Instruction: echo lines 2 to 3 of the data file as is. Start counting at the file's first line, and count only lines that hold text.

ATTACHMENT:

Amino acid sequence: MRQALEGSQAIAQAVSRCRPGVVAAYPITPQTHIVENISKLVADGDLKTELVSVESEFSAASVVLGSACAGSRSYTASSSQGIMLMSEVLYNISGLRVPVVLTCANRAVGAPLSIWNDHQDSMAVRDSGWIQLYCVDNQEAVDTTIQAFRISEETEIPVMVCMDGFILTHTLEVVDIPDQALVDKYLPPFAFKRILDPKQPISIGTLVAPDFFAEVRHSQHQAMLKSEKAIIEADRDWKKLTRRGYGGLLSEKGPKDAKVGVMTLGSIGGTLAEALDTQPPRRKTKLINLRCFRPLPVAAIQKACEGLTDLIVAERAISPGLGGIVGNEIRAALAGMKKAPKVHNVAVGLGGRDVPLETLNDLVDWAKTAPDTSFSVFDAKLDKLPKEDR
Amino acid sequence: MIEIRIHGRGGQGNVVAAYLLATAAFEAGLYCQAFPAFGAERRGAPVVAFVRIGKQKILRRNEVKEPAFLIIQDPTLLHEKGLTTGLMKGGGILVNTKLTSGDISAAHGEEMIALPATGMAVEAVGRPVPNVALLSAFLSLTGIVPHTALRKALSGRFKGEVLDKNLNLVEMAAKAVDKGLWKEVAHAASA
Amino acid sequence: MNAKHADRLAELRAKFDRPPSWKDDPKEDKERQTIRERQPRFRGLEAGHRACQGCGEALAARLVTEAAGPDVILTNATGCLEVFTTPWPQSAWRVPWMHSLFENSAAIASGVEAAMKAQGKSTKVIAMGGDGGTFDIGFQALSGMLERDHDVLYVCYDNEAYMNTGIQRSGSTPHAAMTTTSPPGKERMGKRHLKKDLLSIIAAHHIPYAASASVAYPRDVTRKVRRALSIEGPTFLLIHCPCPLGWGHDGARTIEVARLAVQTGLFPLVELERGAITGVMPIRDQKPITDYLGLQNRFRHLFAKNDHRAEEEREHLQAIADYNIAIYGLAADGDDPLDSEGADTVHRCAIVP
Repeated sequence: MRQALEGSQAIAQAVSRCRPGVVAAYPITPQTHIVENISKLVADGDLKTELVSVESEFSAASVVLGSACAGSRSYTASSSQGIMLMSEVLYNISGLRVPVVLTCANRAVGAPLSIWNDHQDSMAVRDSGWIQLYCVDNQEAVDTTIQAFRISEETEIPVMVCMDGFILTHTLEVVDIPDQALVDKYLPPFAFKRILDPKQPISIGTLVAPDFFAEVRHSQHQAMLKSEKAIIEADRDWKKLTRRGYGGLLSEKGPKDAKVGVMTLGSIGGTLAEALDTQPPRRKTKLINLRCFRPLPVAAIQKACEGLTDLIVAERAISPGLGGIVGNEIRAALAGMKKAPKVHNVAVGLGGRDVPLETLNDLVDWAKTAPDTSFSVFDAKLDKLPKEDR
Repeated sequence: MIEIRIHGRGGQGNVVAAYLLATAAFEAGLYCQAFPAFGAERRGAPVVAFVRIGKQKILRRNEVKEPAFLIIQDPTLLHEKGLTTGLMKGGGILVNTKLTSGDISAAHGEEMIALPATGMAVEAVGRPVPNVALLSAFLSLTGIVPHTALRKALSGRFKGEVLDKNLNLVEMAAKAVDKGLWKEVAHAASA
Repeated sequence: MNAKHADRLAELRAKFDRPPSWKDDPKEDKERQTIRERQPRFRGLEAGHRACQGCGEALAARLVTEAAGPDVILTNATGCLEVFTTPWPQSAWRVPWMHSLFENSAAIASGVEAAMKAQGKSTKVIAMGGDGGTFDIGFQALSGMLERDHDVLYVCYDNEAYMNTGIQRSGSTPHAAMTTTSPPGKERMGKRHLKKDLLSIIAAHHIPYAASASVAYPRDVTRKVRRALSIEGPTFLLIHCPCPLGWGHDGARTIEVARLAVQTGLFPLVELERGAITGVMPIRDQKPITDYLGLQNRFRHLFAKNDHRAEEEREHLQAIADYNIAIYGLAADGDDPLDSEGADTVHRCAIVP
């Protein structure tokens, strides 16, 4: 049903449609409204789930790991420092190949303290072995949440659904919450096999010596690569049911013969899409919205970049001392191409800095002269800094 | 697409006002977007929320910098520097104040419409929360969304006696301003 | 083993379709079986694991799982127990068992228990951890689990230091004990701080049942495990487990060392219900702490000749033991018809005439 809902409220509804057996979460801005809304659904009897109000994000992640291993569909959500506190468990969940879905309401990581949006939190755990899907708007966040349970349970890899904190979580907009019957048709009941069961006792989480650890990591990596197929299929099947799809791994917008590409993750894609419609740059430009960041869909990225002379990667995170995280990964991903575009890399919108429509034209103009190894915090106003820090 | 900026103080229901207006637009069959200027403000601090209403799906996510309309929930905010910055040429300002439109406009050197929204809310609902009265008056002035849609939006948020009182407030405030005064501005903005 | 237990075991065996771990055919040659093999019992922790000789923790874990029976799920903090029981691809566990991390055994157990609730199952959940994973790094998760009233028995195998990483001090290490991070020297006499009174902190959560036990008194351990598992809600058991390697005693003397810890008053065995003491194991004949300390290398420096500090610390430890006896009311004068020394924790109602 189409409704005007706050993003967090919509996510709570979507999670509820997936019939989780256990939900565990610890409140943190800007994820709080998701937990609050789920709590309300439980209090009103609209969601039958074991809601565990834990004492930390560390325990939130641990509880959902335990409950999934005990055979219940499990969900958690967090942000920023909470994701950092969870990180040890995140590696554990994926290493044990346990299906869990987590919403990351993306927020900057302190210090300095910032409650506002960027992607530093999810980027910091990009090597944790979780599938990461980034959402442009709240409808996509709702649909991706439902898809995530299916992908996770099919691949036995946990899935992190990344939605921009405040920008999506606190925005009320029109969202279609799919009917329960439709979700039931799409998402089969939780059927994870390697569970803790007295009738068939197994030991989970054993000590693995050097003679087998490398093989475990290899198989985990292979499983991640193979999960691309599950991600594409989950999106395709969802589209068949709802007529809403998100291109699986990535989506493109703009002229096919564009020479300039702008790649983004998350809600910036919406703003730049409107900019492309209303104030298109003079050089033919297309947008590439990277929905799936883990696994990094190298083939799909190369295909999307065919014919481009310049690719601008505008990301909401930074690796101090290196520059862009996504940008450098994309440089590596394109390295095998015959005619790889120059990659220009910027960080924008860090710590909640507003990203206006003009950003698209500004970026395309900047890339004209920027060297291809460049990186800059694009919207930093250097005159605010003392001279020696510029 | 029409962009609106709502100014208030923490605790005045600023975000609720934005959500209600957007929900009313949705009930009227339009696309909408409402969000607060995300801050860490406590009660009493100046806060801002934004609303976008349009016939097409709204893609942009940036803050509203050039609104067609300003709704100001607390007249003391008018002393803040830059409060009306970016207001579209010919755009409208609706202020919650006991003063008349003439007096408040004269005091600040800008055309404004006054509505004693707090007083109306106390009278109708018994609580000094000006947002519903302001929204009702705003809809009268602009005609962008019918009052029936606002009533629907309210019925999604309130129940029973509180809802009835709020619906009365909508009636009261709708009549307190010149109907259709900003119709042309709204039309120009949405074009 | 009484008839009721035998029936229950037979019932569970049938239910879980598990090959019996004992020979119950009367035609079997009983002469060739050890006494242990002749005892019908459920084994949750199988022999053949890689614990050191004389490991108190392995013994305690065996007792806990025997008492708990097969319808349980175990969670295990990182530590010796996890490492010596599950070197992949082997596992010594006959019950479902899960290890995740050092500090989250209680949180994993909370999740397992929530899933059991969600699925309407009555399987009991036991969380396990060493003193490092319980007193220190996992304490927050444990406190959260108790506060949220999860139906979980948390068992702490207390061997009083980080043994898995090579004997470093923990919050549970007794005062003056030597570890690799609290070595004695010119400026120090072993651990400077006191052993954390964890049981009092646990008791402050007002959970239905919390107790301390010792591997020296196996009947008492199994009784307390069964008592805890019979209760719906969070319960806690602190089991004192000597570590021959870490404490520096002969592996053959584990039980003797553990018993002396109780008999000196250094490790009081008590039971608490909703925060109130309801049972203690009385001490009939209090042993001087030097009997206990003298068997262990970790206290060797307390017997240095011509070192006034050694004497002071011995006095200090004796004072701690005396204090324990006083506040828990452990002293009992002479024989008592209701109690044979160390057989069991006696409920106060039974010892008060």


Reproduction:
Amino acid sequence: MIEIRIHGRGGQGNVVAAYLLATAAFEAGLYCQAFPAFGAERRGAPVVAFVRIGKQKILRRNEVKEPAFLIIQDPTLLHEKGLTTGLMKGGGILVNTKLTSGDISAAHGEEMIALPATGMAVEAVGRPVPNVALLSAFLSLTGIVPHTALRKALSGRFKGEVLDKNLNLVEMAAKAVDKGLWKEVAHAASA
Amino acid sequence: MNAKHADRLAELRAKFDRPPSWKDDPKEDKERQTIRERQPRFRGLEAGHRACQGCGEALAARLVTEAAGPDVILTNATGCLEVFTTPWPQSAWRVPWMHSLFENSAAIASGVEAAMKAQGKSTKVIAMGGDGGTFDIGFQALSGMLERDHDVLYVCYDNEAYMNTGIQRSGSTPHAAMTTTSPPGKERMGKRHLKKDLLSIIAAHHIPYAASASVAYPRDVTRKVRRALSIEGPTFLLIHCPCPLGWGHDGARTIEVARLAVQTGLFPLVELERGAITGVMPIRDQKPITDYLGLQNRFRHLFAKNDHRAEEEREHLQAIADYNIAIYGLAADGDDPLDSEGADTVHRCAIVP